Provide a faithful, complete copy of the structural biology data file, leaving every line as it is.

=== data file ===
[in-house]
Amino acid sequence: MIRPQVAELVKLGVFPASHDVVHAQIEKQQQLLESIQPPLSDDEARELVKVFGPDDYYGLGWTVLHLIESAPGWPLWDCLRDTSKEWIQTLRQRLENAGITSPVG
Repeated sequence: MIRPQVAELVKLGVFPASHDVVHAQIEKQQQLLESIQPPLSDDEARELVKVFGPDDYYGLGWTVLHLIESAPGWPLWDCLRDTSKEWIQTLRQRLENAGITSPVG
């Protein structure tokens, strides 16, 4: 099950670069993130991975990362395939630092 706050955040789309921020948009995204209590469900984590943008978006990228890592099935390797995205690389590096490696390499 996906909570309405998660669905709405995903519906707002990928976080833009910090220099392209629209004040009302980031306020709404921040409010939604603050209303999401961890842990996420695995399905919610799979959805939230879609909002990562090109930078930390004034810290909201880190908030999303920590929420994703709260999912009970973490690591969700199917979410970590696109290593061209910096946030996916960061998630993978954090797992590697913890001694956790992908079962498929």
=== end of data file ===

[in-house]
Amino acid sequence: MIRPQVAELVKLGVFPASHDVVHAQIEKQQQLLESIQPPLSDDEARELVKVFGPDDYYGLGWTVLHLIESAPGWPLWDCLRDTSKEWIQTLRQRLENAGITSPVG
Repeated sequence: MIRPQVAELVKLGVFPASHDVVHAQIEKQQQLLESIQPPLSDDEARELVKVFGPDDYYGLGWTVLHLIESAPGWPLWDCLRDTSKEWIQTLRQRLENAGITSPVG
């Protein structure tokens, strides 16, 4: 099950670069993130991975990362395939630092 706050955040789309921020948009995204209590469900984590943008978006990228890592099935390797995205690389590096490696390499 996906909570309405998660669905709405995903519906707002990928976080833009910090220099392209629209004040009302980031306020709404921040409010939604603050209303999401961890842990996420695995399905919610799979959805939230879609909002990562090109930078930390004034810290909201880190908030999303920590929420994703709260999912009970973490690591969700199917979410970590696109290593061209910096946030996916960061998630993978954090797992590697913890001694956790992908079962498929």